Most parents and teachers agree there are four important goals for healthy development in the early years of a child's life:
A four-year old once paid her parents the nicest compliment they had ever received when she said to them, "Sometimes you say 'no' to me; sometimes you help me say 'no' to myself; but all the times you love me." Perhaps this statement from a highly verbal child describes the key to good discipline. We want children to feel they are good people, worthy of our love and respect, although we may not like or allow some of the things they do.
The behavior of young children can be frustrating and confusing to adults, particularly to adults who have had little previous experience with very small human beings. Sometimes children want to be independent and grown-up, but they also want to be babies and to be taken care of like babies. They want to be able to decide things for themselves, but they are frequently unhappy with decisions they have made.
Sometimes children want to do the "right" thing, but grownups they live with are too busy, too stressed or too taken up with their own problems to give the slow, careful guidance children need if they are to grow into self-disciplined people. All children need to know that even when they make the "wrong" decision, perhaps breaking rules or throwing tantrums, the adults who are important to them still love them, choose to be with them, and will give them another chance.
Of course it's easy to say this, but more difficult to believe it when faced with a child who is behaving in a way that seems just plain unpleasant. It is reassuring to many parents of preschoolers that most children exhibit challenging behavior in one, a few, or many of the following areas before they are five years old:
Defiance of Adults
Here are some suggestions that may be useful to adults who want to help children develop the ability to discipline themselves:
Tell them what they can do, rather than what they can't.
"Paint the paper," not "Don't paint the table."
"Yell outside," not "Don't yell inside."
"Here's some clay you can pound," instead of ""Don't pound the piano."
As children get used to listening, adults can use more words to explain the reasons for directions.
"You may not paint the table, but you may paint as many papers as you like."
"It makes it hard for us to hear each other if people yell inside. Keep your voice quiet in the playroom - we can yell outside later."
"Banging the piano so hard might break it, but you can pound this clay as hard as you like."
Children should be offered a choice only if the adult means to accept their decision.
"Let's go in for juice now," not "Would you like to go in for juice now?"
"Time to rest now," not "Are you going to rest now?"
"Here's a place for you," not "Would you like to sit here to listen to the story?"
Adults should use only words and a tone of voice that will help children feel sure of themselves and comforted, not frightened or ashamed.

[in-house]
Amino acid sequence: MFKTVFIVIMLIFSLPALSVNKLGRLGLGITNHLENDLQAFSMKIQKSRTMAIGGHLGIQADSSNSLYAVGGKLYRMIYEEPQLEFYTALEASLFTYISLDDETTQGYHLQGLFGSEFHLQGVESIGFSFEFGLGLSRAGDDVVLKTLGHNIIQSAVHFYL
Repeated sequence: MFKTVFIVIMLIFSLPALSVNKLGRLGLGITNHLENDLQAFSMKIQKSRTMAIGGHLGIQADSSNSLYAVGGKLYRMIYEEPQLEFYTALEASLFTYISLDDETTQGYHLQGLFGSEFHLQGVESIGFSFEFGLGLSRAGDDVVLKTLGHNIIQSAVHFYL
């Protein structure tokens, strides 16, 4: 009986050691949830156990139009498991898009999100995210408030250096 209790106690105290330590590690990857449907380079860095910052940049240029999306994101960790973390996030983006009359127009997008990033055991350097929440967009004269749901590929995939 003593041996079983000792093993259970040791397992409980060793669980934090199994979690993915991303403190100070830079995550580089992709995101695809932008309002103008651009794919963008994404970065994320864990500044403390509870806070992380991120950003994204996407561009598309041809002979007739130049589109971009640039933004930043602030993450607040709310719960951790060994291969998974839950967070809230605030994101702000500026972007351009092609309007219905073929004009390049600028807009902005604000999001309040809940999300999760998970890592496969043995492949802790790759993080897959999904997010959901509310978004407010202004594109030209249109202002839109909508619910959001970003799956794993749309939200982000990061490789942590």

"Please keep the food on your plate," not "Quit messing!"
"Tell her you want the toy," not "If you hit her I'll hit you."
"Biting hurts - you must not bite people," not "Dogs bite. If you bite, you'll have to live in a doghouse."
Avoid trying to get children to do something by comparing them with other children.
"Let me help with your boots," not "Johnny can put his own boots on. Are you a big boy like Johnny?"
"I'm sorry that hurt you," not "Susie didn't cry when she bumped her head."
"Finish washing your hands now," not "Billy finished washing his hands and you're still doing it."
Use the adult voice as a teaching tool.
When noise in a group of children mounts, the adult should lower his own voice first. Then she can whisper or speak to the nearest child and have something so interesting to say that the child will be quiet and listen. It's surprising how quickly the other children will crowd around to hear, too. Of course, sometimes this doesn't work at all.
When the adult wants to tell more than one child something, she should move to each child as she speaks to him, and get down to the child's level. Never stand in one place and bellow instructions. In fact, never stand in one place and bellow anything.
If children in a group have a hard time listening, the adult can put a firm but friendly arm around them, or take their hands to help them stay still long enough to hear what is being said.
Distraction works best when the adult offers children the same kind of activity as the one they have chosen for themselves.
A child who is jumping off the bookshelves into the block buildings can be shown a place to jump without bothering other people. But a puzzle or sitting-still activity will not be appealing.
A child who is sitting in a corner sucking a thumb is more likely to want to sit on a lap and listen to a story than to join a group of children playing house.
A child who is swearing frequently and loudly is more likely to be diverted by nonsense sounds and silly language than by being told, "That isn't nice." For instance, to a child who says "damn" an adult can say "dams, lam, pam, wam, cam."
In conclusion, perhaps it must be said that any adult can force, frighten or bribe a child into behaving in an obedient, conforming fashion. Helping children develop the ability to make and carry out wise decisions about their own behavior is perhaps the most difficult task confronting parents, teachers and caregivers.
Source: Jennifer Birckmayer, Department of Human Development and Family Studies, New York State College of Human Ecology, Cornell University. Parent Pages was developed and made available by Cornell Cooperative Extension of Suffolk County, HD 2
Last updated December 14, 2015